You may have heard the recent news about Low Cost Holidays going into administration.
For holidaymakers, top of their list of concerns about this is the travel firm had no financial protection in place for travellers. Low Cost Holidays was not an ABTA member and had no ATOL protection since 2013.
The effects were widespread and significant. Around 77,000 British holidaymakers have been affected by the collapse. As many as 27,000 people are out of pocket, with the total losses hitting upwards of the £50 million mark. Not only is this devastating to these people because the holiday they had been looking forward to will not happen, but also because they have got financial difficulties looming if they want to try to get back some of their money.
The warning here is that we can get complacent when booking a holiday; we are financially protected in so many aspects of life, do we need to check? Simon Calder from the Independent put it well, “Not only do the terms and conditions look dull, they are surely irrelevant: in 2016, it must be impossible for travellers in their tens of thousands to lose their money?”
Clearly, it is a possibility, and situations like this raise a few questions. From the perspective of a traveller, how can you gauge trust? Who are ABTA? What is ABTOT? What does ATOL protection really mean?
Who are ABTA?
ABTA stands for the Association of British Travel Agents and offers guidance to the general public about the travel industry.
They established the ABTA Code of Conduct, which their members must abide by in order to maintain their association and display the ABTA logo.
ABTOT stands for the Association of Bonded Travel Organisers Trust. For travel organisers, it is a straightforward way for them to ensure they comply with their obligations to consumers under the government’s 1992 Package Travel Regulations.
From a consumer’s point of view, it is added peace of mind the company you are travelling with is reputable, and your money is safe in the event that the company fails.
What is ATOL protection?
ATOL stands for Air Travel Organiser’s Licence (ATOL) and is a scheme launched by the UK Civil Aviation Authority. Every UK travel company that sells air holidays and flights has a legal obligation to hold an ATOL.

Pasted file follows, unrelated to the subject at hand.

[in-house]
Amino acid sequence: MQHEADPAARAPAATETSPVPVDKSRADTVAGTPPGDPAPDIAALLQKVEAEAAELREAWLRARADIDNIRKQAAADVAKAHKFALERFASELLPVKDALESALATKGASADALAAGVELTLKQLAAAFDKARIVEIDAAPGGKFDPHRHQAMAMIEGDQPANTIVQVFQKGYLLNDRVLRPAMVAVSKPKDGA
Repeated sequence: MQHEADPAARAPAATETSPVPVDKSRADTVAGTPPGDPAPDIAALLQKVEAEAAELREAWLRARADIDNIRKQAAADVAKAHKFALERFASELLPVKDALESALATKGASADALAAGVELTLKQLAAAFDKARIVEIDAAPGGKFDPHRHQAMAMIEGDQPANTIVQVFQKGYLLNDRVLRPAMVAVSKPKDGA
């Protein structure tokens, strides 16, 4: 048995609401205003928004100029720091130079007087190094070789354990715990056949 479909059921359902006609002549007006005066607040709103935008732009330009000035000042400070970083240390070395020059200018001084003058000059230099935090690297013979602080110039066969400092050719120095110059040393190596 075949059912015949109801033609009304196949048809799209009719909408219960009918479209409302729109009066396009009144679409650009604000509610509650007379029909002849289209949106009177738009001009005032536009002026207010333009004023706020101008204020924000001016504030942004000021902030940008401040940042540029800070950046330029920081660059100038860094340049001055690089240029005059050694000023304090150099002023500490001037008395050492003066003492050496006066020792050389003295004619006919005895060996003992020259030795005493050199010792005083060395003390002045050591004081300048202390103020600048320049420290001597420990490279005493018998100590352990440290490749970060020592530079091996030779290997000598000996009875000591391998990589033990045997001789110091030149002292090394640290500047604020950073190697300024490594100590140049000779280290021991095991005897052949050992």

ATOL protection applies to holidays that include flights and accommodation, or flights and car hire, or flights, accommodation and car hire.
The ATOL scheme is designed to protect customers who had booked holidays with firms that cease trading, ensuring they do not get stranded abroad or lose money.
How to check the truth
Check if your holiday company can be trusted to book ski holidays with confidence.
If, like us, great value for money is high on your list of reasons to book with one company over another, don’t miss the opportunity to check for protection such as this. Make sure the company you book with is a member of ABTA or ABTOT, and are ATOL protected if relevant.
By being a member of one, some or all of the schemes named above, you can check if your holiday company can be trusted and book your ski holiday with confidence.
Feel free to double check the truth of the company’s claim to be extra safe. It is not unheard of for companies to falsely display the logos of these trusted bodies:
At Mountain Heaven, we want all our guests to book with confidence. We don’t offer flights so we do not have an ATOL, but we are members of both ABTA and ABTOT. So if you’re browsing through our self-catered and catered ski chalets in Courchevel and more, know that you can book with confidence when you book with us.